“On a microphone, I’m just having fun, rapping about whatever I’m going through,” he says. “In therapy, I’m going into the details of why, or when, or how.”

“Almost Healed,” which is projected to debut in the Top 3 behind Durk collaborator Morgan Wallen and Taylor Swift’s expanded “Midnights” on the Billboard 200, is led by ray-of-sunshine single “All My Life,” featuring J. Cole. After a children’s choir sings sugar-sweet melodies of overcoming all obstacles, Durk enters the fray to speak on his own journey,

“We were in the studio with Dr. Luke, and that was the first song he pulled up,” Durk recalls. “I sat on it for a week, wondering who could fit it because the song felt big. Then we thought about J. Cole, reached out and he knocked it right out.”

“All My Life,” currently No. 2 on the Billboard Hot 100, is undoubtedly the warmest moment on the album; many of the remaining songs are either energetic hits or melancholy tales of past traumas. Durk begins the standout track “Pelle Coat” with a mournful call that “they scared to come outside,” before breathlessly denouncing a barrage of internet rumors — no, he didn’t snitch on Von during a murder case (that has since been dropped); and no, he didn’t have a baby on his on-again, off-again partner India Royale.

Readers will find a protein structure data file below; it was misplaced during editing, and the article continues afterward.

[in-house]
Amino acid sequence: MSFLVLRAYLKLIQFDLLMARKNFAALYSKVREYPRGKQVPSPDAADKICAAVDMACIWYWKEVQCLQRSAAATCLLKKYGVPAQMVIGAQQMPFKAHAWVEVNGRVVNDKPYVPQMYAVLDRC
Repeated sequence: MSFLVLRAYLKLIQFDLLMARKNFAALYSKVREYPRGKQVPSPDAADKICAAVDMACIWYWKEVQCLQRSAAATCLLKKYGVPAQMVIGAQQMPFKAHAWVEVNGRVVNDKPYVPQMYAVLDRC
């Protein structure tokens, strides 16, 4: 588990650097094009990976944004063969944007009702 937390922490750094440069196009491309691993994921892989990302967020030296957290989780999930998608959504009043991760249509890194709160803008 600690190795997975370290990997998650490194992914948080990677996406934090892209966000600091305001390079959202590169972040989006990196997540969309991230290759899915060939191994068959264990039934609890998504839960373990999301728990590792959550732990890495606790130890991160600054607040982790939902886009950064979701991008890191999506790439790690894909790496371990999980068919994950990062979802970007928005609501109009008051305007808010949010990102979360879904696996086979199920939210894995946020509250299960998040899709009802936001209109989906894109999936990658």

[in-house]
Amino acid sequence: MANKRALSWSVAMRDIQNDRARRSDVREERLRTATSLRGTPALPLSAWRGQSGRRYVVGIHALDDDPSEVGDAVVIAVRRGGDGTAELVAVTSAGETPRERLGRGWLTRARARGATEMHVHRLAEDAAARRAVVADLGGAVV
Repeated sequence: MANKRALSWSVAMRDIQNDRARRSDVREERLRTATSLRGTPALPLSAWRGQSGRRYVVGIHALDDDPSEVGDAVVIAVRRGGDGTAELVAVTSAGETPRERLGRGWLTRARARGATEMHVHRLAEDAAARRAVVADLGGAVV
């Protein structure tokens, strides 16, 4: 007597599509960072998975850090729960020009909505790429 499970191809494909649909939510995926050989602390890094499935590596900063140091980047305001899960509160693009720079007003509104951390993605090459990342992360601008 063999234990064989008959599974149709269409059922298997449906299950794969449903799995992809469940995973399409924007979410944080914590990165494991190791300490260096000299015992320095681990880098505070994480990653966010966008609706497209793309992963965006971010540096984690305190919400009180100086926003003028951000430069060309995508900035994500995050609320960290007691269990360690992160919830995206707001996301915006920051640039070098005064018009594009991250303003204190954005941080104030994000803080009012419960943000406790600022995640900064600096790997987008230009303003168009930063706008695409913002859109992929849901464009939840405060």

“(I’m speaking on) what I’ve been dealing with, reasons I’ve been off the internet, reasons I haven’t been myself lately,” he says quietly. “I’m trying to fix it with family, and with friends.”

Earlier this year, Durk had planned to call the album “The Voice 2.0,” but after ASAP Rocky shot down the title with a blunt dismissal, the Chicago rapper made a last-minute pivot.

“‘Y’all need to call it something else, ‘The Voice’ doesn’t really do nothing,’” Durk’s manager, Peter Jideonwo, recalls Rocky telling them. “We had this powerful conversation that was almost three hours long, and Durk said the words ‘almost healed.’ We decided to go with that.”